yoga seeds #20 – The hip way to your back

Last week somebody told me how wonderful their body had felt after the class the previous week. They suffer from ongoing back pains and they all seemed to be gone as they woke up the next day. The current theme block I’m working on is backbends and on that specific session we had focussed intensively on stretching the front of the hip. What does the hip have to do with the back? A lot! The hips are the gateway between our core and our connection to the earth through our legs. If the trunk is not sitting how it should be on top of the legs, the spine will be thrown out of its beloved natural curves into a strenuous shape in order to keep us balanced and in relationship with the world. The ubiquity of the chair in our society, both for work and for leisure, means that our hips spent a long time flexed forward. If we don’t stretch our hip flexors to counteract this, they will be permanently pulling together the abdomen and the thighs. If the muscles cannot open this angle when we stand up, this will pull the top of the pelvis forwards. To compensate and also so that we can look ahead of us, the spine will need to curve backwards. The easier points where the spine can do this are the lower back and the neck. What a coincidence… two very usual spots for tension! Of course, back problems can have many other origins. However, if you spend a long time on a chair, do treat your back regularly to some hip low lunges (anjaneyasana) and high lunges (ashwa sanchalanasana). Your back will thank you for it!

Thanks to all my students at Yoga Hub Berlin, who inspire me with their practice.

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yoga seeds #11 – Sitting up straight…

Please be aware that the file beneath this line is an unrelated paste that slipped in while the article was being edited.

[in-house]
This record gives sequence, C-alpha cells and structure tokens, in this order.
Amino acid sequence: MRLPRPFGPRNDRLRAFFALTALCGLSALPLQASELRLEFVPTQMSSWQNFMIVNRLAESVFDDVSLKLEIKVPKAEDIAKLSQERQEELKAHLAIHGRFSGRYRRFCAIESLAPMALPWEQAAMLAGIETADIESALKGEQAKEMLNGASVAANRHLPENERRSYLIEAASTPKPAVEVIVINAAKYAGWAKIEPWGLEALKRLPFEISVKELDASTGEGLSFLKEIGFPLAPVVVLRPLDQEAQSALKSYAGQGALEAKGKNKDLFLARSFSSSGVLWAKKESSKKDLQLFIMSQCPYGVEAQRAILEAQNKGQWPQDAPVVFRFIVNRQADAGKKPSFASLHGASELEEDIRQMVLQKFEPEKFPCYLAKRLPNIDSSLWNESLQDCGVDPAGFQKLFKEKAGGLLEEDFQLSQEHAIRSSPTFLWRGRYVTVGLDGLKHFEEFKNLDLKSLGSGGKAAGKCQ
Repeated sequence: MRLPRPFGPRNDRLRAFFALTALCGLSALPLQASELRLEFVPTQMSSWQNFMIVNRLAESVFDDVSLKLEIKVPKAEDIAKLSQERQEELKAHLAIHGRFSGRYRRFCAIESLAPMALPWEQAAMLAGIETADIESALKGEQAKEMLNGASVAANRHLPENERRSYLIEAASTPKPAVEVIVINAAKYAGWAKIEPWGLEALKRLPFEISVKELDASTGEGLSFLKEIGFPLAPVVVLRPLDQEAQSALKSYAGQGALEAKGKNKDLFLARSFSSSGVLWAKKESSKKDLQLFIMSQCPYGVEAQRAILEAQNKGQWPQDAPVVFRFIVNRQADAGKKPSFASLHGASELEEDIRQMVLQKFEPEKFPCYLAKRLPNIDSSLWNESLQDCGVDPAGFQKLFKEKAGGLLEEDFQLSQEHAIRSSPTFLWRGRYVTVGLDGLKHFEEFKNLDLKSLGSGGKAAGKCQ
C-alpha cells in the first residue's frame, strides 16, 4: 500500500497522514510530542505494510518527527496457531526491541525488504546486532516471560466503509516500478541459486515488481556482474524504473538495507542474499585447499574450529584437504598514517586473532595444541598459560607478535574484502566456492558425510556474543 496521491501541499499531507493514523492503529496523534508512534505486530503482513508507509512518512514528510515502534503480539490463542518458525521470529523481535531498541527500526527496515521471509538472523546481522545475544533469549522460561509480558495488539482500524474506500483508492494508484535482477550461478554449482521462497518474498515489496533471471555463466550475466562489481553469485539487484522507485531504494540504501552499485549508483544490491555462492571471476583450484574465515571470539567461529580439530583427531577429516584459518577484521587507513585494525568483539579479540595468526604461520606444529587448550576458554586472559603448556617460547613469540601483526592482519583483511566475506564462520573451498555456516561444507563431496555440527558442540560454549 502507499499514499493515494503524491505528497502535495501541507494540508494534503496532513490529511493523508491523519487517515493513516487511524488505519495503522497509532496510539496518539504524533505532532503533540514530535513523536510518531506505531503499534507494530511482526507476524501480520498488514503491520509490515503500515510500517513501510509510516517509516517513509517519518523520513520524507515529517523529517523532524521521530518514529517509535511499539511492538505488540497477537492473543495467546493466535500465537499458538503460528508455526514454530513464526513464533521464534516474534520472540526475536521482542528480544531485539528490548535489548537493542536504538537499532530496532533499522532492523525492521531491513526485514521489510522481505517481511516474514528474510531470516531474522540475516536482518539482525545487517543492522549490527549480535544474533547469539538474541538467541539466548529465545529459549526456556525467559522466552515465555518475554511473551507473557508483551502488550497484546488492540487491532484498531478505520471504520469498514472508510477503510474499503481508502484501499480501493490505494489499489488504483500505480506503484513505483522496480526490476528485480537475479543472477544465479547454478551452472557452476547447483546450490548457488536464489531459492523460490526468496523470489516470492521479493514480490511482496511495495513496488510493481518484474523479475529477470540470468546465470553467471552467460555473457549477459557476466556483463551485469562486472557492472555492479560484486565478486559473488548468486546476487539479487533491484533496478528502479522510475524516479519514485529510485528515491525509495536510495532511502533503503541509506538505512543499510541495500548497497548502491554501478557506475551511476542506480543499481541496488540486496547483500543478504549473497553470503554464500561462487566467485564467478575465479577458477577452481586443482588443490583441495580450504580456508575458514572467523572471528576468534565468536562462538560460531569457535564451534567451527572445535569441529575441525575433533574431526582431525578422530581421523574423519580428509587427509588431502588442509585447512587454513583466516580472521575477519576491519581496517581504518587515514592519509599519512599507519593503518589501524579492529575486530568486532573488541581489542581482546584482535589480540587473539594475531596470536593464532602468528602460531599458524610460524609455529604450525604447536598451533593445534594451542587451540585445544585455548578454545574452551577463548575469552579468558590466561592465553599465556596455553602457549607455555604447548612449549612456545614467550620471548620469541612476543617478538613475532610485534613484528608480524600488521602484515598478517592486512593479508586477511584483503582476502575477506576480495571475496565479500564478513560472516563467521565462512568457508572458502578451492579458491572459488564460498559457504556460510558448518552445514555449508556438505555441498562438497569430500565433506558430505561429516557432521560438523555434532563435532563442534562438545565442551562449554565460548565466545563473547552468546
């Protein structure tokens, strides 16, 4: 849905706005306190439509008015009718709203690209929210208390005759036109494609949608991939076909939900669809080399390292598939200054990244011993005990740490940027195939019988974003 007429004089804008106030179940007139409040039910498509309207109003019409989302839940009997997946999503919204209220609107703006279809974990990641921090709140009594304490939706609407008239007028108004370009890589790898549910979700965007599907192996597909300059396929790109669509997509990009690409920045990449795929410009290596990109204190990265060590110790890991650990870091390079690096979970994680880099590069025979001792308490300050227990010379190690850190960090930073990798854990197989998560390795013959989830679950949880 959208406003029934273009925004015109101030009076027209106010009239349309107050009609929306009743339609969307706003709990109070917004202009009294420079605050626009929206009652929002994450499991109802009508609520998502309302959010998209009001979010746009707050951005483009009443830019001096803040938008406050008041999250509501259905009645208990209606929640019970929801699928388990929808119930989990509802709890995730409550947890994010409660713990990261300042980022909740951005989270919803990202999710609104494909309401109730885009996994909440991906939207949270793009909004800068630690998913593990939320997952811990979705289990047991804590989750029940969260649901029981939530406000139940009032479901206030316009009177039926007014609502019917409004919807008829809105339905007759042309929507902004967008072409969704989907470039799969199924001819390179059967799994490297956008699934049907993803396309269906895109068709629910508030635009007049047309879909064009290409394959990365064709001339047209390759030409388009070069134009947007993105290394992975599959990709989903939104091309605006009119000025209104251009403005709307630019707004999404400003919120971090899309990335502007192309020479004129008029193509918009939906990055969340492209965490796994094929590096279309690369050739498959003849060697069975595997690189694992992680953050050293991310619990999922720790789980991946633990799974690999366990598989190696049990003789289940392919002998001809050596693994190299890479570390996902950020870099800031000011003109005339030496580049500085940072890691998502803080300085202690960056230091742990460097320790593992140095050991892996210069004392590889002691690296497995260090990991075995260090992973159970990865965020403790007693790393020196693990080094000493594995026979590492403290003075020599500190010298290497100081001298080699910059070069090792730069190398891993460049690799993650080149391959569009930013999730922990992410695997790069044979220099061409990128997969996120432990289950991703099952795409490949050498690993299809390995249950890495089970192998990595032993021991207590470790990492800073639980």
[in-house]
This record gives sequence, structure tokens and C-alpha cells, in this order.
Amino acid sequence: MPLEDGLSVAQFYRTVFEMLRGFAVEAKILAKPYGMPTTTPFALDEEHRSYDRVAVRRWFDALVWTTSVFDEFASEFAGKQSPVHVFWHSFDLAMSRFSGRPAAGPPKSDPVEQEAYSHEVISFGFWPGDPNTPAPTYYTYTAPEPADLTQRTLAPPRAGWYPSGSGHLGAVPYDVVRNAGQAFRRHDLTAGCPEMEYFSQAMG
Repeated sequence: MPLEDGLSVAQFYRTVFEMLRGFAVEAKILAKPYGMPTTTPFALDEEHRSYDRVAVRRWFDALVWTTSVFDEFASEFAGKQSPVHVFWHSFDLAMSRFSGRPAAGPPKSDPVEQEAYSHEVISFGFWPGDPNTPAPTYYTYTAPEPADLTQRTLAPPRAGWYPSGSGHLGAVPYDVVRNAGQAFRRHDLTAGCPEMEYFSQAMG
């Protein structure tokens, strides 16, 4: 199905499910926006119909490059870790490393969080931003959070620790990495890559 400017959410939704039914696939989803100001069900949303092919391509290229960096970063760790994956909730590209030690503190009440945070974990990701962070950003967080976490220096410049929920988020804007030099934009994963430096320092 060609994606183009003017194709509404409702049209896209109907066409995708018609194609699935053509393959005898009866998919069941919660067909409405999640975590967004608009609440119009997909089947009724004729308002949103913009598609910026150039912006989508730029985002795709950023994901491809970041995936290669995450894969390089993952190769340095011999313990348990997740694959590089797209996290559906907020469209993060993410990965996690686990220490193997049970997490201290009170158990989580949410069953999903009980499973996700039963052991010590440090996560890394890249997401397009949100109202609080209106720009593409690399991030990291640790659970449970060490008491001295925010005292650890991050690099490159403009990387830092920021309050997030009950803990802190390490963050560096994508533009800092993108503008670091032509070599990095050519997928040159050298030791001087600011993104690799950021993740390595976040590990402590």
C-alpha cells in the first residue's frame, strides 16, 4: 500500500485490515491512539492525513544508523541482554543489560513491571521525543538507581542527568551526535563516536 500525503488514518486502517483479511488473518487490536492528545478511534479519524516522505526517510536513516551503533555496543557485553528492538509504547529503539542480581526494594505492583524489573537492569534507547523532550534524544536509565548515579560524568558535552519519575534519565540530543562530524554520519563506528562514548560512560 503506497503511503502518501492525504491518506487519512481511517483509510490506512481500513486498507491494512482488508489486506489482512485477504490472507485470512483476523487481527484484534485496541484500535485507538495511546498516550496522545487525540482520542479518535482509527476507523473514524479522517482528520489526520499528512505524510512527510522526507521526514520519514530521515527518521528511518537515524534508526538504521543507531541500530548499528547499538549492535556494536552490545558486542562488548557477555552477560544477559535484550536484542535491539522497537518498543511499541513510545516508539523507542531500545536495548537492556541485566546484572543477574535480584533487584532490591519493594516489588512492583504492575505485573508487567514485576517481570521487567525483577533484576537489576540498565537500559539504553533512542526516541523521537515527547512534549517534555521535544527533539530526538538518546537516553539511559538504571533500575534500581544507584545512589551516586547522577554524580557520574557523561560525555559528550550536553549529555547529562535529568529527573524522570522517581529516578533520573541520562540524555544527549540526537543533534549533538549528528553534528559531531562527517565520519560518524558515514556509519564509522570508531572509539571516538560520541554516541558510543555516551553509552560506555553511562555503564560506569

… is actually not sitting up straight at all but, rather, sitting up curvy! Our spine is happiest with its natural curves (towards the front at the lower back -lumbar lordosis-, towards the back at the ribcage -thoracic kyphosis- and towards the front at the neck -cervical lordosis-) and that’s when it’s most efficient in terms of managing loads, absorbing impact or staying still. If we’re starting to sit for longer periods to meditate or do pranayama it’s very common that our unaccustomed back muscles start to complain. First of all, make sure that the spine is in its optimal position. Sit on a folded blanket or a cushion to support the pelvis in staying upright and make it easier to drop the weight of the knees. Ground the sitbones by pressing them down and you will notice the spine waving upwards. Check your lower back with your hand to make sure it’s not curving backwards. Check that you’re not leaning forwards: the head is right above the ribcage and the ribcage right above the pelvis. Make space at the front, back and sides of the trunk. Rest your heart back onto your shoulderblades slightly. Make sure that the chin is not pulling up. Even with an optimized position, we might need to be patient as the muscles gain tone, and fatiguing them will not take us faster to our goal. Just persevere in building the position from the bottom up, finding your natural curves and rooting into the earth so that you can rise up high.

Thanks to all my students at Yoga Hub Berlin, who inspire me with their practice.